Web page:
The follow-up to the 1990s debut album from Electribe 101 finally sees the light.
Release Date: 18 March 2022
Label: Electribal Records
Formats: Vinyl / CD / Download
Two or three years between albums isn’t an unusual thing. Thirty-one years more so. Predicted to be the next big thing in the early nineties, Electribe 101 released a storming debut album in Electribal Memories which teased a waiting audience and embarked on Depeche Mode’s Violator tour as support act. Minor hits in Tell Me When The Fever Ended and Talking With Myself followed, an appearance at Milton Keynes Bowl with Erasure – all was going well.
Vocalist Billie Ray Martin seemed to be appearing on the cover of many pop mags before they were then inexplicably dropped by label Mercury/Phonogram and Electribal Soul was never released. Even the mentorship of Tom Watkins (Pet Shops Boys, Bros) didn’t help as slightly anarchic band members insisted that they do more things their way.
Formed in 1988 with four musicians from Birmingham (Joe Stevens, Les Fleming, the late Rob Cimarosti and Brian Nordhoff), German-born Billie Ray gave their electronic sound something very special. Her bluesy, soulful voice finds itself at the centre of the Venn diagram between Alison Moyet, Dusty Springfield and Roisin Murphy and, in the same way that Moyet was an unusual match for Vince Clarke in Yazoo, so Billie finds her vocals strangely connected to an electronic backing in a similar vein to Violator. The combination really shouldn’t work but does, and magnificently.
The result is the perfect continuation from Electribal Memories. That electronic house sound mixed with a Balearic Beat and psychedelic slants is infectious to say the least – in many ways far ahead of its time where the potential audience just wasn’t ready for something as leftfield and dissimilar to everything else that was chart bound in the 90s.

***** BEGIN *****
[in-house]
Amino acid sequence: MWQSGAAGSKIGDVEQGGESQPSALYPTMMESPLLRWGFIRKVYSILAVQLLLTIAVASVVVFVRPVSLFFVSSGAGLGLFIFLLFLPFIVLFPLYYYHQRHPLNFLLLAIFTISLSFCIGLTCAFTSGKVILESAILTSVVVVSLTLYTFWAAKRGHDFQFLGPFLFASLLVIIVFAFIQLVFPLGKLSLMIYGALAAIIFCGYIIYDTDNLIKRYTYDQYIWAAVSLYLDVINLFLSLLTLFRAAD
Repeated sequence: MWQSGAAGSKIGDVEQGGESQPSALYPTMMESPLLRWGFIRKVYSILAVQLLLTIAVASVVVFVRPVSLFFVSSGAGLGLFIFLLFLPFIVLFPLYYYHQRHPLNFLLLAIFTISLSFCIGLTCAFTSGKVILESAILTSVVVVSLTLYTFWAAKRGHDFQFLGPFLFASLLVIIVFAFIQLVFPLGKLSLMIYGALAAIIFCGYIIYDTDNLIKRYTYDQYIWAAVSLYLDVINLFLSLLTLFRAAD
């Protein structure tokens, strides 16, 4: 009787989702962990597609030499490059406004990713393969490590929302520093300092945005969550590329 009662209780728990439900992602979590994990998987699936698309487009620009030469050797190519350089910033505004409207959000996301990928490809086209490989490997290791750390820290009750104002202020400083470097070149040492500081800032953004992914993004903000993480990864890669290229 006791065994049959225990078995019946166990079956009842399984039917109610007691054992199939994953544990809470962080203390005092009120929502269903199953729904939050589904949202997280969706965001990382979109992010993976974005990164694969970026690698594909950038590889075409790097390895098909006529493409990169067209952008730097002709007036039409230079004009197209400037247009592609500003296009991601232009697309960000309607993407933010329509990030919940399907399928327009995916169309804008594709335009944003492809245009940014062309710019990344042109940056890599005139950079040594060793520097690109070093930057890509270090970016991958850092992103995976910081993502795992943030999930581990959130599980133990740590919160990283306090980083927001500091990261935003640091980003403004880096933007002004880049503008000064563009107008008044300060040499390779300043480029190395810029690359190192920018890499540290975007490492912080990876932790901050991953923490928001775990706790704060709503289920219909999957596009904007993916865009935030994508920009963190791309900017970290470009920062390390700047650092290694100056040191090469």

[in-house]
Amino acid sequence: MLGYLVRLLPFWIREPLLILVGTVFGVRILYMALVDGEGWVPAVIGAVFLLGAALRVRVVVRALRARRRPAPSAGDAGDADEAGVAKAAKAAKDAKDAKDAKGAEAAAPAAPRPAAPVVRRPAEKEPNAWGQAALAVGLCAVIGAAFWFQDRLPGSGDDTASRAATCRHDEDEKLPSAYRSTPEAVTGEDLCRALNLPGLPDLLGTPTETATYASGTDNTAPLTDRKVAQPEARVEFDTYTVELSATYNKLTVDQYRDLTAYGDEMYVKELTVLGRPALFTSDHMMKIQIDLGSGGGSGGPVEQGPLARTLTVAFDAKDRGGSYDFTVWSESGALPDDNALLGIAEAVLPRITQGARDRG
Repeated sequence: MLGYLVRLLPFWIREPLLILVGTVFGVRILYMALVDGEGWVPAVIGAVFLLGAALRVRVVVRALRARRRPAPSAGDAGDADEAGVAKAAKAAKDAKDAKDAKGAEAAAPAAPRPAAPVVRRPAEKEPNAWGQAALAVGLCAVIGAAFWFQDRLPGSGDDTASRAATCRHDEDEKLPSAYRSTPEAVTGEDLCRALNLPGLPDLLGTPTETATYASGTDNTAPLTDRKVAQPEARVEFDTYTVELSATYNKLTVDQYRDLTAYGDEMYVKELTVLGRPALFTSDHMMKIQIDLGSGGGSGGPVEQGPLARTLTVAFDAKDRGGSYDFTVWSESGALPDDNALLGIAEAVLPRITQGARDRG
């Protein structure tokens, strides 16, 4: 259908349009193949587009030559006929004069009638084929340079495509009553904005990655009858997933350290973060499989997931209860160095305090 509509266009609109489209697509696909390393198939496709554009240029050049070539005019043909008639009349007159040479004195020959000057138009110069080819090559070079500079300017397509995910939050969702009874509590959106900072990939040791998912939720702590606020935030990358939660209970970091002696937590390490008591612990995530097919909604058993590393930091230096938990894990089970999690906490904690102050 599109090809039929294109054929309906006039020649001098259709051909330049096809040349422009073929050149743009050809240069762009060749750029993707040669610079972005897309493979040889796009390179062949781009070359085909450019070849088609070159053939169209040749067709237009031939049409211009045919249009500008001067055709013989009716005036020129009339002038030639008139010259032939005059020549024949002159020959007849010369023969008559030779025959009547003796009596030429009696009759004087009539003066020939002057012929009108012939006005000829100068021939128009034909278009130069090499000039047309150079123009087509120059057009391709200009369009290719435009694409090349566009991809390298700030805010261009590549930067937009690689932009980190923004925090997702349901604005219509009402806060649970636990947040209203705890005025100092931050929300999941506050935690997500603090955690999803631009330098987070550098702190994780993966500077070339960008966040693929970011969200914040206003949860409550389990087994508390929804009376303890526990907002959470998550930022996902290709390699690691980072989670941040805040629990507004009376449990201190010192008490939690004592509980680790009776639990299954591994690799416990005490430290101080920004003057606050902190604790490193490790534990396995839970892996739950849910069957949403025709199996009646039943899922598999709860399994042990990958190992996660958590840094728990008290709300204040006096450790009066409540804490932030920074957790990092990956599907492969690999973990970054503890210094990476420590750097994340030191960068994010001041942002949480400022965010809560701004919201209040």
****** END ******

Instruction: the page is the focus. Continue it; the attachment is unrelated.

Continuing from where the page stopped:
Martin’s voice is nothing short of incredible and can be best appreciated on Space Oasis, an infectious beat is joined by the final piece of the musical jigsaw her voice – which rises and descends through the musical scale – and leaves the listener quite in awe and breathless by the time it ends.
Electribal Soul isn’t all high-powered soul rebellion, there’s a short but perfectly positioned instrumental in Conquering Tomorrow and a quite superb cover version of Throbbing Gristle’s Persuasion. A minimalistic rhythm hypnotizes as we’re taken to a seedy world of sexual coercion and creepy infatuation which can be unsettling listening at times whilst managing to caress an empathy and comfort as it progresses.
To continue to highlight tracks is unfair such is the quality on show here although two very different versions of Deadline For My Memories warrant special mention. A full-on, powerful affair and a stripped-back, almost gospel version once more confirm the special relationship between music and voice.
It may have taken over three decades to materialise but in many ways, it was well worth the wait and will be greeted with the success that it deserves.
Listen to Space Oasis here: